Go to the U of M home page.

Master of Science in Patent Law Program

Overview

The intersection of science, technology and patent law offers numerous career opportunities. The University of Minnesota Law School's Master of Science in Patent Law Program addresses these opportunities with a one-year professional master's degree program for scientists and engineers interested in pursuing a career in the field of patent law.

A Curriculum Focused on Successful Careers

Four building blocks form the foundation of the Master of Science in Patent Law Program. Students who complete this master's degree will possess the essential professional skills and knowledge to lead innovation in whichever area of patent law they pursue:

  • Patent Prosecution
    In the patent world, the process of drafting and filing patent applications with the United States Patent & Trademark Office is commonly referred to as "patent prosecution." Students will learn how to perform a patent search, conduct an inventor interview, draft a patent application and perform the additional activities involved in procuring patent protection. This component of the program prepares students for a career in patent prosecution either at a law firm or at a corporation.
     
  • Innovation
    Many great innovators—from Thomas Edison to Steve Jobs—were also quite patent savvy. Students will learn how patents fit into the innovation process and how to use them to identify insights and opportunities for innovation. Companies continue to reward and value scientists and engineers who are able to come up with patentable ideas. This component of the program introduces students to a unique patent-based approach to innovation that prepares students for a successful career in research and development.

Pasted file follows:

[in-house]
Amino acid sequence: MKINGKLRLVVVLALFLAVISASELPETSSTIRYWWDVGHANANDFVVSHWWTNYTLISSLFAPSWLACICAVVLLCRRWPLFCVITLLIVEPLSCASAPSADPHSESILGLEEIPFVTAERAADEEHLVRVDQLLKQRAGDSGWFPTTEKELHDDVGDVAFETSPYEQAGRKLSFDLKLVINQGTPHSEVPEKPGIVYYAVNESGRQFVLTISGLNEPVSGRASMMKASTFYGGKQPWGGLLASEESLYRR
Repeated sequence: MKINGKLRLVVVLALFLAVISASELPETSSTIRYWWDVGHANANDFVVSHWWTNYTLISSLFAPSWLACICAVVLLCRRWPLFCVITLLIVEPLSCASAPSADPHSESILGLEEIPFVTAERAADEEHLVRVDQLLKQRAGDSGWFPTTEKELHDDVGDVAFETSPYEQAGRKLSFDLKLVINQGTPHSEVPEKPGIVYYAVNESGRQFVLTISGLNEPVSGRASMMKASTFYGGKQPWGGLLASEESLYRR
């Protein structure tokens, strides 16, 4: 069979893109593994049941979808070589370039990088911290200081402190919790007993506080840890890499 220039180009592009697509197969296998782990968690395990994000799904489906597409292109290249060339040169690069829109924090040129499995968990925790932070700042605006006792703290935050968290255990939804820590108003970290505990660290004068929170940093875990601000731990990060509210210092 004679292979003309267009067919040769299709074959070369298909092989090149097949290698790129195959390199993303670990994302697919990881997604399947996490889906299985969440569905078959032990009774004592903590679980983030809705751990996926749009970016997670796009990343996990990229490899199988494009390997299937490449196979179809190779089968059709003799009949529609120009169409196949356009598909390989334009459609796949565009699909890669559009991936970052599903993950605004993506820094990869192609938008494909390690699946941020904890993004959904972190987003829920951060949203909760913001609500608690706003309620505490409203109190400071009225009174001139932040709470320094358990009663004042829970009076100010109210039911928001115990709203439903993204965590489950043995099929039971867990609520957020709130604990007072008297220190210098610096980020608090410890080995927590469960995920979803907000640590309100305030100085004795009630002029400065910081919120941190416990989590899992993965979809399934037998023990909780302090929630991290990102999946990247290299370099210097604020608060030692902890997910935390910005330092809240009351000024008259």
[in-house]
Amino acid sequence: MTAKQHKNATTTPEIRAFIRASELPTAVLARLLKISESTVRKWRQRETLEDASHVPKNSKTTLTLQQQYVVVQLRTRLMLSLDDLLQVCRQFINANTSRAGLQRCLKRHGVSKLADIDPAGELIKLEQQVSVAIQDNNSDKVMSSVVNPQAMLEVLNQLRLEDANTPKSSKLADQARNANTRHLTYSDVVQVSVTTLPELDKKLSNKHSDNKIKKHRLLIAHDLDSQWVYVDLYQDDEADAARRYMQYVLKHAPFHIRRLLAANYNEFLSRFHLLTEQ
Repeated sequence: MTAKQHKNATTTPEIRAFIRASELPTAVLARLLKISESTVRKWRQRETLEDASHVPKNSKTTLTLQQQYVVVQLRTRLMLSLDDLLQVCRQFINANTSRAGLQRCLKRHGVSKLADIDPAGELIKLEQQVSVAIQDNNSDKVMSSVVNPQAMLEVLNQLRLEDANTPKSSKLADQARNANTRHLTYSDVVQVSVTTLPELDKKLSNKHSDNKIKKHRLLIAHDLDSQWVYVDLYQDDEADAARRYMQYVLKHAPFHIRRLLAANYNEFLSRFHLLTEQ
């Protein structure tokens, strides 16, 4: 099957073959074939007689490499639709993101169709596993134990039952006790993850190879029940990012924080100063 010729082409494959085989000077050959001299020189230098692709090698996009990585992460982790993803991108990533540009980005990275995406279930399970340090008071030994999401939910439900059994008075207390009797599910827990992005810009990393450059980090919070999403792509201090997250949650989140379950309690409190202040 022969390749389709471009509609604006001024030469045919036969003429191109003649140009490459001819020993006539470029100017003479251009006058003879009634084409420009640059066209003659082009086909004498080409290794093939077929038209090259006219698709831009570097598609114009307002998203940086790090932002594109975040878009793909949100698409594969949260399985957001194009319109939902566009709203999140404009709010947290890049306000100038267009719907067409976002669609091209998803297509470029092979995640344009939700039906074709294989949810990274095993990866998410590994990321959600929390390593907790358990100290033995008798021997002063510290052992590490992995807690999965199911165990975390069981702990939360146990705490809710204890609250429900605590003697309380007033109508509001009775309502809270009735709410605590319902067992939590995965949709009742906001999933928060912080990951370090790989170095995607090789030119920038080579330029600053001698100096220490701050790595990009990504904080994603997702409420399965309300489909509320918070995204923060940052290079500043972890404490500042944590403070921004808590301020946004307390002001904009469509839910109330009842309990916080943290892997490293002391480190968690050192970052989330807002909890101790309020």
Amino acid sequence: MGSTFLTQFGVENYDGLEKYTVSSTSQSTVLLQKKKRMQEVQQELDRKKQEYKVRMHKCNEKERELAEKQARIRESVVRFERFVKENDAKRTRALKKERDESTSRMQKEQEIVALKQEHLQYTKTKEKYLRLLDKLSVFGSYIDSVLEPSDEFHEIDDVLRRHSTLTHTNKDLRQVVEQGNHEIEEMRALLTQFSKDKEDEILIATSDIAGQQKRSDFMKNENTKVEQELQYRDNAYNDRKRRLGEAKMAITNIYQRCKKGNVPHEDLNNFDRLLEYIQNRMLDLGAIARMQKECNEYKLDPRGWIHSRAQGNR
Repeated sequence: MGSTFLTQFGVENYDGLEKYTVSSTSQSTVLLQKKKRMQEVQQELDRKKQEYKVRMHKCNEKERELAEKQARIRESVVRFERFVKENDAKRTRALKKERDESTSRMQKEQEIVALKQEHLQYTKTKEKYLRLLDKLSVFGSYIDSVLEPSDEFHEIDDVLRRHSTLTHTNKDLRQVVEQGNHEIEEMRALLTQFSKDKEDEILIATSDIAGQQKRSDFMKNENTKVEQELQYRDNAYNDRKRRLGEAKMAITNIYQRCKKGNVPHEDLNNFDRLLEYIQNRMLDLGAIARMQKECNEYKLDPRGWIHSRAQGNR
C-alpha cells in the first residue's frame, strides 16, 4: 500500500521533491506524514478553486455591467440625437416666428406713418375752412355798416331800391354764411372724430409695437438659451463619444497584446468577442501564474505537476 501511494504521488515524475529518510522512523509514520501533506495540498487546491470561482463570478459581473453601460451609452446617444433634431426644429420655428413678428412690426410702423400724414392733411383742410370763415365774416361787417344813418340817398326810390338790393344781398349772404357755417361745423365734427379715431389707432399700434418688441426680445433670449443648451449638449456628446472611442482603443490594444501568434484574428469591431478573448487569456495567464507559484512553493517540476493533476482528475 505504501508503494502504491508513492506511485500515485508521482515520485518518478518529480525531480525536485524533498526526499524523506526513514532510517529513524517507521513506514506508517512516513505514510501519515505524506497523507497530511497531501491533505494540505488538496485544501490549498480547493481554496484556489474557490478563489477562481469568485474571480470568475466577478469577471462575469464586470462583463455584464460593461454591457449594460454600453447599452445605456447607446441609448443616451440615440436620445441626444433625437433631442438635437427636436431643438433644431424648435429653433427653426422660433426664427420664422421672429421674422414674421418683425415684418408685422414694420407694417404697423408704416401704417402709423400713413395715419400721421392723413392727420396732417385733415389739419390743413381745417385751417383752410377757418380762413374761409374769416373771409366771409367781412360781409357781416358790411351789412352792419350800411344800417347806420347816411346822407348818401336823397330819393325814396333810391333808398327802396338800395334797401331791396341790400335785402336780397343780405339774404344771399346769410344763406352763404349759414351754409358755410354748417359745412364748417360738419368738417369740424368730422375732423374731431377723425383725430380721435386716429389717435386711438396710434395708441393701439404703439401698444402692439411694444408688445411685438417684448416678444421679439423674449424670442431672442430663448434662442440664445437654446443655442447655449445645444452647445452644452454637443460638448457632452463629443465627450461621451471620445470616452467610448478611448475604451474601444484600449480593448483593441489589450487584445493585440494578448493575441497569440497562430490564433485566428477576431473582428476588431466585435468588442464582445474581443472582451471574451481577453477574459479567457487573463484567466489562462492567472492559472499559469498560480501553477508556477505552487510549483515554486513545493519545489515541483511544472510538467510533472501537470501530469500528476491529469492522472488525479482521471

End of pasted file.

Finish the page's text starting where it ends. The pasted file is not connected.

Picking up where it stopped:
• Value Extraction
    Patents are the currency of innovation. Students will learn the various ways in which patents can be used to build and create value, including licensing, litigation, technology transfer, joint ventures, venture capital and mergers and acquisitions. This component of the program prepares students for a career on the business side of patent law in such areas as business development, licensing and venture capital.
     
  • Portfolio Management
    A successful product is the result of hundreds of ideas, some patentable and some not. Students will learn the process of idea management, including how to facilitate a patent review board; how to evaluate an idea for technical feasibility; how to determine competitive value, market value and business value; how to perform a patent portfolio analysis, and; how to create a patent strategy that aligns with business goals and objectives. This component prepares students for a career in the field of patent portfolio management.

Program Director
Chris Frank

Questions?
Please send inquiries to patlaw@umn.edu.